Those who avail themselves of this option therefore remain fully entitled to lodge their claim separately and go to court if needs be. It is also important that victims are offered the opportunity to be heard in the proceedings leading up to the declaration that the agreement is binding. This means that the court can take account of their comments and objections before issuing a verdict. This facility is offered to the victims by have them summoned to take part in the proceedings. There is no more detailed description of the procedure involved, although it should be noted that the Court of Appeal in Amsterdam has sole jurisdiction to deal with a request to have an agreement declared binding.
3. The American practice of class actions as a source of inspiration
The main source of inspiration for the WCAM was the American ‘damages class action’ procedure, and in particular the way it operates in practice. The WCAM is however different from its American counterpart in one essential area, in that it requires the parties to have reached an agreement for the benefit of a group of victims on the manner of settling the compensation, whereupon they may jointly approach the court with a request to declare the agreement to be binding. By contrast, a ‘damages class action’ procedure involves a representative victim asking the court to order the other party to pay compensation for the loss sustained by a group (the ‘class’). In practice, it is usually a lawyer who takes the initiative for this in America, seeking out a representative victim with a view to submitting a damages class action on his or her behalf.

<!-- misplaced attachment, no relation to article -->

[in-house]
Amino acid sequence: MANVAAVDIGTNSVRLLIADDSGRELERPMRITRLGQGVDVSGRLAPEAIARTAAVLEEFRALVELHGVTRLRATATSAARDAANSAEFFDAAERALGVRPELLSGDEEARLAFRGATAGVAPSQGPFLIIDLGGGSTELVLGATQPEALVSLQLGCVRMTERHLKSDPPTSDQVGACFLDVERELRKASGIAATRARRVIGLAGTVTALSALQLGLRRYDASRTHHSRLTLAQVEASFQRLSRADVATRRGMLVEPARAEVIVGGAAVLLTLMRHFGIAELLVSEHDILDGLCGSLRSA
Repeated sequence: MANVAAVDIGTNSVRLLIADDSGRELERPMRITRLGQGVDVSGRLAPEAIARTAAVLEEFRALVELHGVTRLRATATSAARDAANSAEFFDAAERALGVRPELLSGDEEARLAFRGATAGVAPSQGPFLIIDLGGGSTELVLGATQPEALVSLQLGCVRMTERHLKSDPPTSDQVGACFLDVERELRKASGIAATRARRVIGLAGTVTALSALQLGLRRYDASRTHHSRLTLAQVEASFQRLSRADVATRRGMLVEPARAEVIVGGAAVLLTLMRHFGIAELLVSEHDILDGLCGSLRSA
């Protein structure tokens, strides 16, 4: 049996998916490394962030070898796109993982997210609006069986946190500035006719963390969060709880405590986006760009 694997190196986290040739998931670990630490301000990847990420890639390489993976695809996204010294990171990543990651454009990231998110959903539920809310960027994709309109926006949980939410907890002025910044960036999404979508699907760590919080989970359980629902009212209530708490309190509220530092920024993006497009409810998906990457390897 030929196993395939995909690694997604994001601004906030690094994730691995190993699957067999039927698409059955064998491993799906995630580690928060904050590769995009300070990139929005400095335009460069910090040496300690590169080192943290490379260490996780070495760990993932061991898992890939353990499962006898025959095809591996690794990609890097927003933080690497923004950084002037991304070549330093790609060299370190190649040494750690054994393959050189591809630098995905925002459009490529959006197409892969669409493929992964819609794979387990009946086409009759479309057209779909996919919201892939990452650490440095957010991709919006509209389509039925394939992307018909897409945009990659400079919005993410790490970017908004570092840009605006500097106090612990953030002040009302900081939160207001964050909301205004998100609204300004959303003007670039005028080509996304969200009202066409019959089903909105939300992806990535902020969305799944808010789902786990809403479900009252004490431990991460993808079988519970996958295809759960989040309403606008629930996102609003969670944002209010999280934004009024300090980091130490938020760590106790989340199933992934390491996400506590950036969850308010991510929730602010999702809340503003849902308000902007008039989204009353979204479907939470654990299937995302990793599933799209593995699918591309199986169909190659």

The WCAM opts for a collective settlement in order to avoid the complications that arise fairly often in American damages class actions. These happen because many of the issues connected with a compensation claim can only be answered individually. They might include, for example, issues of causality, contributory negligence and especially the extent of the damage. Once the legal issues in common have been dealt with, all of the individual victims then have to get involved in the proceedings so as to obtain answers to the issues affecting them individually. The result is that completion of a class action is quite often extremely complex and time-consuming.
Practice in America, which was the main source of inspiration, has shown that the parties often reach a settlement in order to avoid these problems. This is done to end a damages class action that is already under way, or else before the proceedings are even commenced. In the latter case, the parties then ask the court to declare the settlement to be binding. The advantage of this type of settlement of the damages – which is the system under the WCAM – is that it is done using categories of loss (damage scheduling). The settlement agreement contains parameters for allocating a victim to one of these categories. The victim then receives the corresponding payment, and only has to demonstrate which category he falls into. This method of settlement is significantly simpler because it no longer necessitates answering all of the individual legal questions pertaining to a particular victim.